That’s a vast subject! I think that the problem gets established very early on at school. In secondary education, in France, a new computer science course has been created but only 10% of those opting for it are girls. The feminisation of the digital world is not a given. It won’t happen by itself. It is for that reason I consider myself an activist and I support every initiative that is currently been thought of. Because a lot of measures to attract girls into science are being developed in many countries, such as single-sex workshops. But we still don’t know if they will pay off. The crucial moment when girls turn their backs on sciences is when they go to college. Primary education, that’s fine, the beginning of secondary education, that as well, but college is a killer for reasons difficult to explain, but which I put down to gender stereotyping: girls are not cut out for maths or computer science. It’s tragic. For me, the solution will only be found, as is the case in politics, by taking drastic measures.
Are you talking about quotas?
Yes, that’s part of the solution, even if quotas go down badly with everyone, men and women. But I think that in other sectors, such as in politics, it is a method which has proven its worth. Everyone gets worked up about it for a few years and later on they don’t even think about it any longer. And what’s more, I think that a little positive discrimination in favour of women wouldn’t do them any harm, women who already have so many obstacles in their path. All things considered, it wouldn’t even be favouritism, just a rebalancing. Recently I was on a jury panel for a computer science prize for young people which had decided to award two prizes annually, one for women and one for men. Great! Even if there are less women, that takes nothing away from the merits of the individuals concerned. Furthermore, I believe that the sciences should be retained within the pupils’ core studies for much later in their secondary education cycle.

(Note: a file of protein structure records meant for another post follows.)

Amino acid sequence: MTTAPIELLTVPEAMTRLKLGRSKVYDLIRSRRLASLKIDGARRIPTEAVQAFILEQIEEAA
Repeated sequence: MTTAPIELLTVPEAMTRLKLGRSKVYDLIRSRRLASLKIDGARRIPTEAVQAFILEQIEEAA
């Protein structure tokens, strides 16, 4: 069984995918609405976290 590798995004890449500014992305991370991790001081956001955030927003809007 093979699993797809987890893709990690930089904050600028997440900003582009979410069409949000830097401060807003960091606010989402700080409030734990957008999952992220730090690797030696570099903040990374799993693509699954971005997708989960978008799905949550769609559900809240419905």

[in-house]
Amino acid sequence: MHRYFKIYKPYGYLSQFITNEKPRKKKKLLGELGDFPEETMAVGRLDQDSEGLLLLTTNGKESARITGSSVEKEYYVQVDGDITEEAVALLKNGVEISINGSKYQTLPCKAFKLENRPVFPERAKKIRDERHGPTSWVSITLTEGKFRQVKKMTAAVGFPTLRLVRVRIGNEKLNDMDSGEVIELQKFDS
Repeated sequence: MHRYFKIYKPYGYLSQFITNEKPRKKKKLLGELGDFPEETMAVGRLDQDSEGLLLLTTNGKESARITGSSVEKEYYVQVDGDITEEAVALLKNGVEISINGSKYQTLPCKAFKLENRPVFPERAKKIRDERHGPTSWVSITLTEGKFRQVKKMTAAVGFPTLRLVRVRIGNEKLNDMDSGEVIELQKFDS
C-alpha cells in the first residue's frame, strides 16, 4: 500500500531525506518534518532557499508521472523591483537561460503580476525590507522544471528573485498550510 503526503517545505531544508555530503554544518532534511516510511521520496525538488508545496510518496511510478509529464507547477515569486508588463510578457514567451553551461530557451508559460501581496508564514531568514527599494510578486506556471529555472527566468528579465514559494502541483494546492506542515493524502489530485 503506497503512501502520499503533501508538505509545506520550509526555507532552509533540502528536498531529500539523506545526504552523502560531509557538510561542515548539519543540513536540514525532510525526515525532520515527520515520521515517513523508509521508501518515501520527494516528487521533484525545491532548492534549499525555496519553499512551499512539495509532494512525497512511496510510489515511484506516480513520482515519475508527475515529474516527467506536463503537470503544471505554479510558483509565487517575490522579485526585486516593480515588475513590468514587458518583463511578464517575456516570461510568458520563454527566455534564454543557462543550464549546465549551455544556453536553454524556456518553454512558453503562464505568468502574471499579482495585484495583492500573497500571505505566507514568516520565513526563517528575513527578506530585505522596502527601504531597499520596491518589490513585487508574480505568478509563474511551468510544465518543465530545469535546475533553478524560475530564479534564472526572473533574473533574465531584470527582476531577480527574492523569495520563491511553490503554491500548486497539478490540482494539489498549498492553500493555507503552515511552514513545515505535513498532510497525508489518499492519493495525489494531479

In your book, you also talk about the unconscious biases which disadvantage women.
I recently observed it in action once again in a recruiter who had nevertheless been alerted to the biases each and every one of us has. After a female candidate had been interviewed, he addressed the panel by wondering if it was really her who had done the job she claimed she had. I am convinced that he wouldn’t have asked questions like that if a male candidate had been involved. The response you should adopt is always: would you ask this question if it was a man? It has been shown that the more women there are on a board, the greater chances other women have of being recruited, being allocated funding, gaining promotion. I go back to my notion of critical mass. We have to achieve this. I have also given a great deal of thought to the notion of bias in algorithmic computer science. Men are not aware of it, which is natural, and that is precisely why it is a question of biases: if you are not a victim of them, you don’t see them.
What would that to amount to, exactly, algorithms designed by women?
I think that it could lead to social networks which would be based more on intersecting connections and less on isolating media bubbles. But that’s only an intuition, there is nothing demonstrable about it.
Do you think that men are ready for the arrival of this critical mass?
Intellectually, I think they are moving forward, the legislative framework is there, but in their deeds, not so much. I don’t know if I am objective, as I spend a lot of time with female students, but I am pinning my hopes on young men. They seem to be more ready for change.
This content is brought to you as part of Propulsion by KIKK, a digital awareness project for and by women.